By Mike Sato
— Reporters at Washington state’s McClatchy Company-owned newspapers, including those at the Bellingham Herald, have moved to unionize.
Nearly 90% of eligible reporters, visual journalists and digital staff at The Bellingham Herald, The News Tribune in Tacoma, The Olympian and the Tri-City Herald have authorized representation by The Pacific Northwest Newspaper Guild of The NewsGuild-CWA, according to a Washington State NewsGuild news release.
“When I joined the Bellingham Herald in 1997, we were adding journalists to the newsroom to deepen coverage of our community. That was then,” wrote Bellingham Herald reporter Kie Relyea on Twitter on Dec. 16. “Since 2008, I’ve seen a lot of talented people leave as newsroom jobs were slashed. Now there are six of us trying to cover a county of nearly 230,000 people, seven days a week.”
Relyea said that the journalists “want a seat at the table. We want a say in what happens. Yes, we are concerned about our working conditions. But we also believe our communities deserve better. They deserve robust local news.”
Salish Current asked Bellingham Herald management whether unionization was something expected or unexpected, and whether unionization would affect the reporting of local news. In response, McClatchy communications director Jeanne Segal said, “We appreciate the passion and dedication of the reporters at The News Tribune, The Olympian, The Bellingham Herald and the Tri-City Herald and respect their aim to form a union. We recognize that it’s not an easy time to be a journalist. We value the tremendous work they have produced in these unprecedented times and together with them share a dedication to the mission of local journalism.”
According to Dean Kahn, former reporter, editor and columnist at the Bellingham Herald, from 1986 to 2015, the loss of newsroom staff has been dramatic.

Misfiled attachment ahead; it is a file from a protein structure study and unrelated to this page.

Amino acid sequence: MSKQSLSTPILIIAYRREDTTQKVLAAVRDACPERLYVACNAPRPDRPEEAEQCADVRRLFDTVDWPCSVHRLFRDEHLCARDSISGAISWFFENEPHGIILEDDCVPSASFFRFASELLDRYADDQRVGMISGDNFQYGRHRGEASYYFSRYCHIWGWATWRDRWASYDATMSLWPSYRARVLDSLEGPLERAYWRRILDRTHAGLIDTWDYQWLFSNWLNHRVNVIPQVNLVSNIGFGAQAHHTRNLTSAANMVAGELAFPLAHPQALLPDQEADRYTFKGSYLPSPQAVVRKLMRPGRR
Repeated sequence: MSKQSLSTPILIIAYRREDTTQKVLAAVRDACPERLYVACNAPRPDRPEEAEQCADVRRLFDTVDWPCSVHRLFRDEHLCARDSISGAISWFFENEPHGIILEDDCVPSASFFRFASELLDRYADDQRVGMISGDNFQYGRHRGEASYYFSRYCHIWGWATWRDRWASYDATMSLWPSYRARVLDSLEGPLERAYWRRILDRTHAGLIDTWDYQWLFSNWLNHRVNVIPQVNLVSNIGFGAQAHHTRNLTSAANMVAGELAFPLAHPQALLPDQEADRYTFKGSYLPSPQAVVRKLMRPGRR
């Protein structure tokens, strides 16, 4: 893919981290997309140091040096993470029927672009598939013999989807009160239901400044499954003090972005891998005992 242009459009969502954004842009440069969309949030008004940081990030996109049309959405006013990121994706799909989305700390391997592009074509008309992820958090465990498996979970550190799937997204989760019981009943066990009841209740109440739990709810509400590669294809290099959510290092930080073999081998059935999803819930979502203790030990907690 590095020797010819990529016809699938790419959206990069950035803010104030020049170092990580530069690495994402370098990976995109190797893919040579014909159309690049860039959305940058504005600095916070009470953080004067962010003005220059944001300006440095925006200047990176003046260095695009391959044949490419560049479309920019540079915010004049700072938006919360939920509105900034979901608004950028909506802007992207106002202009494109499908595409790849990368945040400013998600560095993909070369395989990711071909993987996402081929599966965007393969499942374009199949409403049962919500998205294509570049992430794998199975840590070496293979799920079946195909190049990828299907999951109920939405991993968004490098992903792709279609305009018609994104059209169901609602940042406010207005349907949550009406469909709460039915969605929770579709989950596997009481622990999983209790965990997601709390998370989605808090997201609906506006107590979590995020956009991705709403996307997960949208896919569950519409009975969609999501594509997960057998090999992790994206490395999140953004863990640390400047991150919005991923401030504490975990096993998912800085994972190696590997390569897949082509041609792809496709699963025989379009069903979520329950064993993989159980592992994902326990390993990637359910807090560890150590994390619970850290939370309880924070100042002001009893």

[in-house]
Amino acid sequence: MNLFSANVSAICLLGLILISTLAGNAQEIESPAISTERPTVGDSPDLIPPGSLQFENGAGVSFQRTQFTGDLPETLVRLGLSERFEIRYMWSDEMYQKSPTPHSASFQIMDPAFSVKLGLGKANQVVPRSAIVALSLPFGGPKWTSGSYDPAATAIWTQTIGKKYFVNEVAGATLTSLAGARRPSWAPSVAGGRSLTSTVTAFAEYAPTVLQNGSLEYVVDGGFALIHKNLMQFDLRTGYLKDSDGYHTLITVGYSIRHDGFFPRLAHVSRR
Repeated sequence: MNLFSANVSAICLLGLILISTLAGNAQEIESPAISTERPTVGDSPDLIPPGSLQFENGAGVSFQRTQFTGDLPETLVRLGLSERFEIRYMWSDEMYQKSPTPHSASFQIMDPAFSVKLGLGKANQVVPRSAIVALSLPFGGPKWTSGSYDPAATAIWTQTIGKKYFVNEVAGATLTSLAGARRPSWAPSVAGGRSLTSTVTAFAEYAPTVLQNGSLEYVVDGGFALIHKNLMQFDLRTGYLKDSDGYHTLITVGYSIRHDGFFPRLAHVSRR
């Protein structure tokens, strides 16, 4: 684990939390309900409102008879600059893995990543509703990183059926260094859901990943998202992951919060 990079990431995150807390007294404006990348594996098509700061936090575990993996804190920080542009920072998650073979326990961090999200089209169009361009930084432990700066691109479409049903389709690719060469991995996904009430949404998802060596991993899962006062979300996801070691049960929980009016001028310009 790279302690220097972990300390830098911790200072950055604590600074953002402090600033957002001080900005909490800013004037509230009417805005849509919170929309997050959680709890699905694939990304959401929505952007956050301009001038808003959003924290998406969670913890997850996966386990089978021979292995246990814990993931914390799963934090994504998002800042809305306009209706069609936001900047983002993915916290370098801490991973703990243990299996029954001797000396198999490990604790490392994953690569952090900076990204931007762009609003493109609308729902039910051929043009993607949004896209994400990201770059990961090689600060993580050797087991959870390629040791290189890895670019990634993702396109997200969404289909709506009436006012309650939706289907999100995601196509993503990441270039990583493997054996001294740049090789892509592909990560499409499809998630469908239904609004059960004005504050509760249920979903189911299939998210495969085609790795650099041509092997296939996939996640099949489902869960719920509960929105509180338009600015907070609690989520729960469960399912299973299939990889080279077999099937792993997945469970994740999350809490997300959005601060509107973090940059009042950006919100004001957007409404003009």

“I understand the desire of surviving journalists to do what they can to hold onto their jobs, to have a say in their future, and to increase company resources for community journalism,” Kahn said. “Will going union improve the future of reporting at the Herald? I hope so, but I suspect broad economic forces in the industry will determine whether cutbacks continue. Unions can help, but more help will be needed, including help from government, to restore local journalism.”
John Stark began his newspaper career in 1976 working for the Gannett media company and retired as a Bellingham Herald reporter.
“Our corporate masters may focus on the bottom line with passionate intensity,” Stark said, “but in the newsroom, the reporters and editors were — and still are — equally passionate about providing Whatcom County with a reliable source of information.
“I know my old friends and colleagues are sincere when they say this unionization effort is mostly about trying to get enough leverage to enable them to do their jobs, and thereby provide some sense of community at a time when so many things seem to be falling apart. They are trying to preserve some semblance of real local news coverage in the face of what looks like corporate indifference.
“Everyone in Bellingham and Whatcom County should be rooting for them.”
Per McClatchy spokesperson Segal, “A review of this request is underway and we will reply when we have reached a decision.”
Mike Sato serves as volunteer managing editor for the Salish Current. He also compiles environmental news items for Salish Sea News and Weather and periodically blogs for Salish Sea Communications. He is the author of The Price of Taming a River: The Decline of Puget Sound’s Duwamish/Green Waterway. He resides in Bellingham and on Lopez Island.